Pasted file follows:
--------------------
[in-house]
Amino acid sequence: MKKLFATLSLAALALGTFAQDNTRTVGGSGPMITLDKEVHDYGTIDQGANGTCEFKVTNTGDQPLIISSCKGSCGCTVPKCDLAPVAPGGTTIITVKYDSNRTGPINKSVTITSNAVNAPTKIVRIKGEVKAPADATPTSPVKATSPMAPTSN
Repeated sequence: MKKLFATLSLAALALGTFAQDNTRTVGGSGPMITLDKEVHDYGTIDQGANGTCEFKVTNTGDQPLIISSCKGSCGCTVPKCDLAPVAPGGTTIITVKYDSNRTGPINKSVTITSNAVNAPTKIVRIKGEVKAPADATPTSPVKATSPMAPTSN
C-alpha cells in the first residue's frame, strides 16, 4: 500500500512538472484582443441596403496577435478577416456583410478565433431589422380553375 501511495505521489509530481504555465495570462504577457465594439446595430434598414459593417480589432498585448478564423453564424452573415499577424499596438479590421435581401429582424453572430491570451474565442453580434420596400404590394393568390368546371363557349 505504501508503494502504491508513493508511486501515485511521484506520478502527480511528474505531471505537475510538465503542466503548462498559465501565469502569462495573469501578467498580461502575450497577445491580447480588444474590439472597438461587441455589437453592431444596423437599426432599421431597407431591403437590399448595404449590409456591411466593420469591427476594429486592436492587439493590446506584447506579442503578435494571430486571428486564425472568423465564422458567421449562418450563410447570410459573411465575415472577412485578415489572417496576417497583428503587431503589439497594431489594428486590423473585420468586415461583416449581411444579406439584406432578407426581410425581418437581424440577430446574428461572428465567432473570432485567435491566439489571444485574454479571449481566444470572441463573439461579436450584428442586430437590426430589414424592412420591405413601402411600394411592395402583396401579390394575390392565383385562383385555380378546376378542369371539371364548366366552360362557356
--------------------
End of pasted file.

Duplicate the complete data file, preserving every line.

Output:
[in-house]
Amino acid sequence: MKKLFATLSLAALALGTFAQDNTRTVGGSGPMITLDKEVHDYGTIDQGANGTCEFKVTNTGDQPLIISSCKGSCGCTVPKCDLAPVAPGGTTIITVKYDSNRTGPINKSVTITSNAVNAPTKIVRIKGEVKAPADATPTSPVKATSPMAPTSN
Repeated sequence: MKKLFATLSLAALALGTFAQDNTRTVGGSGPMITLDKEVHDYGTIDQGANGTCEFKVTNTGDQPLIISSCKGSCGCTVPKCDLAPVAPGGTTIITVKYDSNRTGPINKSVTITSNAVNAPTKIVRIKGEVKAPADATPTSPVKATSPMAPTSN
C-alpha cells in the first residue's frame, strides 16, 4: 500500500512538472484582443441596403496577435478577416456583410478565433431589422380553375 501511495505521489509530481504555465495570462504577457465594439446595430434598414459593417480589432498585448478564423453564424452573415499577424499596438479590421435581401429582424453572430491570451474565442453580434420596400404590394393568390368546371363557349 505504501508503494502504491508513493508511486501515485511521484506520478502527480511528474505531471505537475510538465503542466503548462498559465501565469502569462495573469501578467498580461502575450497577445491580447480588444474590439472597438461587441455589437453592431444596423437599426432599421431597407431591403437590399448595404449590409456591411466593420469591427476594429486592436492587439493590446506584447506579442503578435494571430486571428486564425472568423465564422458567421449562418450563410447570410459573411465575415472577412485578415489572417496576417497583428503587431503589439497594431489594428486590423473585420468586415461583416449581411444579406439584406432578407426581410425581418437581424440577430446574428461572428465567432473570432485567435491566439489571444485574454479571449481566444470572441463573439461579436450584428442586430437590426430589414424592412420591405413601402411600394411592395402583396401579390394575390392565383385562383385555380378546376378542369371539371364548366366552360362557356